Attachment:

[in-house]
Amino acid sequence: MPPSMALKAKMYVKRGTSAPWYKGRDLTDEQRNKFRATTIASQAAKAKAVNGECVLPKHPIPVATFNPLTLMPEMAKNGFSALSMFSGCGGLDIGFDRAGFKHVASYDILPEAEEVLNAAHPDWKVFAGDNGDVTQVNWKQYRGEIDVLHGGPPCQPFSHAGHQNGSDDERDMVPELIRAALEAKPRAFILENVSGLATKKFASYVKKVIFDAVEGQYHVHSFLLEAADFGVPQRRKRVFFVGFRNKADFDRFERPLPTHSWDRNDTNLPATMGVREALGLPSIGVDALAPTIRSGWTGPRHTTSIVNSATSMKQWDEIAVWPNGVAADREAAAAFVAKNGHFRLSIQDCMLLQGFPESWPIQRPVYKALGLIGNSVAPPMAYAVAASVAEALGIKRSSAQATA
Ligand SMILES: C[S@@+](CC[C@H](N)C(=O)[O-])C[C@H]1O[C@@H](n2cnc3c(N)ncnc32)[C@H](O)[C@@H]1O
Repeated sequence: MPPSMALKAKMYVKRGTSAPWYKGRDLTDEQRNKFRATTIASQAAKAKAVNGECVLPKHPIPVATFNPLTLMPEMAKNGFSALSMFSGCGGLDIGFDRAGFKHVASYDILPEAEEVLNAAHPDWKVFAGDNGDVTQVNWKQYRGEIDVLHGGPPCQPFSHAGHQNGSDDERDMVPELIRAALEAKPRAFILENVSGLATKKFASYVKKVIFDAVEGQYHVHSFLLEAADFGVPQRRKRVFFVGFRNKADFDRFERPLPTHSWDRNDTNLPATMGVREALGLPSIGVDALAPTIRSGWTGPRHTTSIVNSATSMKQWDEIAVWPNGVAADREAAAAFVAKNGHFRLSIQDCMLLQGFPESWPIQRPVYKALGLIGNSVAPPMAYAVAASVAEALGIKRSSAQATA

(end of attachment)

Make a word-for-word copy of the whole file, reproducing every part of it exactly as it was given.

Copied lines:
[in-house]
Amino acid sequence: MPPSMALKAKMYVKRGTSAPWYKGRDLTDEQRNKFRATTIASQAAKAKAVNGECVLPKHPIPVATFNPLTLMPEMAKNGFSALSMFSGCGGLDIGFDRAGFKHVASYDILPEAEEVLNAAHPDWKVFAGDNGDVTQVNWKQYRGEIDVLHGGPPCQPFSHAGHQNGSDDERDMVPELIRAALEAKPRAFILENVSGLATKKFASYVKKVIFDAVEGQYHVHSFLLEAADFGVPQRRKRVFFVGFRNKADFDRFERPLPTHSWDRNDTNLPATMGVREALGLPSIGVDALAPTIRSGWTGPRHTTSIVNSATSMKQWDEIAVWPNGVAADREAAAAFVAKNGHFRLSIQDCMLLQGFPESWPIQRPVYKALGLIGNSVAPPMAYAVAASVAEALGIKRSSAQATA
Ligand SMILES: C[S@@+](CC[C@H](N)C(=O)[O-])C[C@H]1O[C@@H](n2cnc3c(N)ncnc32)[C@H](O)[C@@H]1O
Repeated sequence: MPPSMALKAKMYVKRGTSAPWYKGRDLTDEQRNKFRATTIASQAAKAKAVNGECVLPKHPIPVATFNPLTLMPEMAKNGFSALSMFSGCGGLDIGFDRAGFKHVASYDILPEAEEVLNAAHPDWKVFAGDNGDVTQVNWKQYRGEIDVLHGGPPCQPFSHAGHQNGSDDERDMVPELIRAALEAKPRAFILENVSGLATKKFASYVKKVIFDAVEGQYHVHSFLLEAADFGVPQRRKRVFFVGFRNKADFDRFERPLPTHSWDRNDTNLPATMGVREALGLPSIGVDALAPTIRSGWTGPRHTTSIVNSATSMKQWDEIAVWPNGVAADREAAAAFVAKNGHFRLSIQDCMLLQGFPESWPIQRPVYKALGLIGNSVAPPMAYAVAASVAEALGIKRSSAQATA